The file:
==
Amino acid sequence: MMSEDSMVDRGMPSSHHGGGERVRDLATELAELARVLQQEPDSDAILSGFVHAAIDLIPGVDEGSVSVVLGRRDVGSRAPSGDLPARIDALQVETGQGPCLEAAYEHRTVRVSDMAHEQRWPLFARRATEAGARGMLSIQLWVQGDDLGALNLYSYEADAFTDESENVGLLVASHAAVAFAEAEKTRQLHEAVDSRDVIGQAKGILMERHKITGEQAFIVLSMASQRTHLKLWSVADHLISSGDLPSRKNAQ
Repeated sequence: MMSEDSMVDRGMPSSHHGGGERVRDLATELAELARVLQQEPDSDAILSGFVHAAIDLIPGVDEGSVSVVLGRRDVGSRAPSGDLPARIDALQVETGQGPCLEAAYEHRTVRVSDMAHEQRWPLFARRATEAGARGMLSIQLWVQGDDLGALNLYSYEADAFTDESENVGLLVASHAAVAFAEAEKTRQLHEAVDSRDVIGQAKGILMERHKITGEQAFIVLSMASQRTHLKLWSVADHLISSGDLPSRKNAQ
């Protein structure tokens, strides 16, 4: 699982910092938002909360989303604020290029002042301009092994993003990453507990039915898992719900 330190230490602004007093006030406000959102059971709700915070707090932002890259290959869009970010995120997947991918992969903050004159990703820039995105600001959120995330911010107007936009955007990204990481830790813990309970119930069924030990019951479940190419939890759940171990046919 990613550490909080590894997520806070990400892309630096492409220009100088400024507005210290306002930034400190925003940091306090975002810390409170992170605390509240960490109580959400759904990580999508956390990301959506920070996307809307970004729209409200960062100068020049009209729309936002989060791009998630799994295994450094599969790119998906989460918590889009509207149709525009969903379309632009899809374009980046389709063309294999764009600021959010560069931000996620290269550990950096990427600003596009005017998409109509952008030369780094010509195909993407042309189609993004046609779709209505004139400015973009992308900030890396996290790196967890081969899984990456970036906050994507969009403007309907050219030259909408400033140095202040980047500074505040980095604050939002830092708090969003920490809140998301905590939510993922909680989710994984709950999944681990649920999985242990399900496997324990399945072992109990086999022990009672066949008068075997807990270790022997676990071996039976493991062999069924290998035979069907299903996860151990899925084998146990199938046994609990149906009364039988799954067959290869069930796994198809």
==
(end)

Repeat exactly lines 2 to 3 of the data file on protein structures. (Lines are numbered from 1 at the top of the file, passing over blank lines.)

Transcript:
Repeated sequence: MMSEDSMVDRGMPSSHHGGGERVRDLATELAELARVLQQEPDSDAILSGFVHAAIDLIPGVDEGSVSVVLGRRDVGSRAPSGDLPARIDALQVETGQGPCLEAAYEHRTVRVSDMAHEQRWPLFARRATEAGARGMLSIQLWVQGDDLGALNLYSYEADAFTDESENVGLLVASHAAVAFAEAEKTRQLHEAVDSRDVIGQAKGILMERHKITGEQAFIVLSMASQRTHLKLWSVADHLISSGDLPSRKNAQ
């Protein structure tokens, strides 16, 4: 699982910092938002909360989303604020290029002042301009092994993003990453507990039915898992719900 330190230490602004007093006030406000959102059971709700915070707090932002890259290959869009970010995120997947991918992969903050004159990703820039995105600001959120995330911010107007936009955007990204990481830790813990309970119930069924030990019951479940190419939890759940171990046919 990613550490909080590894997520806070990400892309630096492409220009100088400024507005210290306002930034400190925003940091306090975002810390409170992170605390509240960490109580959400759904990580999508956390990301959506920070996307809307970004729209409200960062100068020049009209729309936002989060791009998630799994295994450094599969790119998906989460918590889009509207149709525009969903379309632009899809374009980046389709063309294999764009600021959010560069931000996620290269550990950096990427600003596009005017998409109509952008030369780094010509195909993407042309189609993004046609779709209505004139400015973009992308900030890396996290790196967890081969899984990456970036906050994507969009403007309907050219030259909408400033140095202040980047500074505040980095604050939002830092708090969003920490809140998301905590939510993922909680989710994984709950999944681990649920999985242990399900496997324990399945072992109990086999022990009672066949008068075997807990270790022997676990071996039976493991062999069924290998035979069907299903996860151990899925084998146990199938046994609990149906009364039988799954067959290869069930796994198809």